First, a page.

According to a particular embodiment represented in
Cathodic current collector 22, provided with said through passages, is covered by a hydrophilic element preferably formed by a hydrophilic layer 23. The areas of the outer surface 20 of cathode 18 that are not covered by cathodic current collector 22 are therefore covered by hydrophilic layer 23 so as to establish a contact between said areas of outer surface 20 of cathode 18 and hydrophilic layer 23.
Hydrophilic layer 23 comprises for example a material chosen from porous graphite, a ceramic treated to obtain a hydrophilic surface and a polymer presenting a hydrophilic function, whereas the hydrophobic element can comprise a material chosen from fluorinated polymers, amorphous silicon oxycarbide and carbon nanotubes.
Hydrophilic layer 23 also comprises a preferably flat face 24 opposite the face that is in contact with outer surface 20 of cathode 18. In
A hydrophobic element covers the whole of face 24 of hydrophilic element 23. It forms a physical barrier for the liquid water between the outside environment and the fuel microcell. The hydrophobic element and the hydrophilic element are on the other hand pervious to gaseous combustive agents, such as air or oxygen, so that they can access the cathode without difficulty. Furthermore, as represented in
Regulation of the humidity in the cell is thereby performed by water storage in first regions of hydrophilic layer 23 whereas the water is removed by second regions of hydrophilic layer 23. The first regions of hydrophilic layer 23 are the regions of hydrophilic layer 23 covered by hydrophobic layer 26 and the second regions are those not covered by said layer. Removal of the water by the second regions of hydrophilic layer 23 is in fact performed by means of the free areas of surface 24. The presence of the through openings in hydrophobic layer 26 thereby enables localized retention of the water in the first regions of hydrophilic layer and localized removal in the second regions of said layer to be obtained. For example, in the alternative embodiment represented in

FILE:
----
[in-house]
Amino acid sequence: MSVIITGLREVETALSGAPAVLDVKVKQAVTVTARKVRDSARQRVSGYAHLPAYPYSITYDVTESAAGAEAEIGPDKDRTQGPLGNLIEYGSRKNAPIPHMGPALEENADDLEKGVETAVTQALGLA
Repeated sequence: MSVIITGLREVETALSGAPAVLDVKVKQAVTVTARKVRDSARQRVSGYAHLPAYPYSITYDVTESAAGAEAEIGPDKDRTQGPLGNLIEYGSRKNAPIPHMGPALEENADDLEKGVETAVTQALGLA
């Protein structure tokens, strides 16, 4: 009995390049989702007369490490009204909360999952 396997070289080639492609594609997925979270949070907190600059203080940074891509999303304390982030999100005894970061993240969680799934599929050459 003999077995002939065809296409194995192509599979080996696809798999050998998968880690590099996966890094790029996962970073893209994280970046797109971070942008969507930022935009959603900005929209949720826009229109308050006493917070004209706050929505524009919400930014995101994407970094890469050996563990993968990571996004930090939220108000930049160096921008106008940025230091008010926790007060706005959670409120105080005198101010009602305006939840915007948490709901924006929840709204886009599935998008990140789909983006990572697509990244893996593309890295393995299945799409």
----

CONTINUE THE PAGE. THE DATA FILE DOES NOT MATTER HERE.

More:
Furthermore, the quantity of water retained in the fuel cell can be managed according to the geometry of the respectively hydrophobic and hydrophilic layers. The water storage volume does in fact depend on the thickness of the hydrophilic layer whereas the quantity of water removed depends on the width of the through openings made in hydrophobic layer 26. It is then possible to find an equilibrium between the quantity of water removed by the free areas of face 24 and the quantity of water stored in the first regions of hydrophilic layer 23, so as to preserve a humidity part near the electrolytic membrane. It is also possible, in certain cases, to enhance water removal compared with water storage by increasing the width of the through openings and/or by reducing the thickness of the hydrophilic layer. This is particularly interesting when the cell presents a high operating current. The shape of through openings can moreover be of any type: round, square, etc.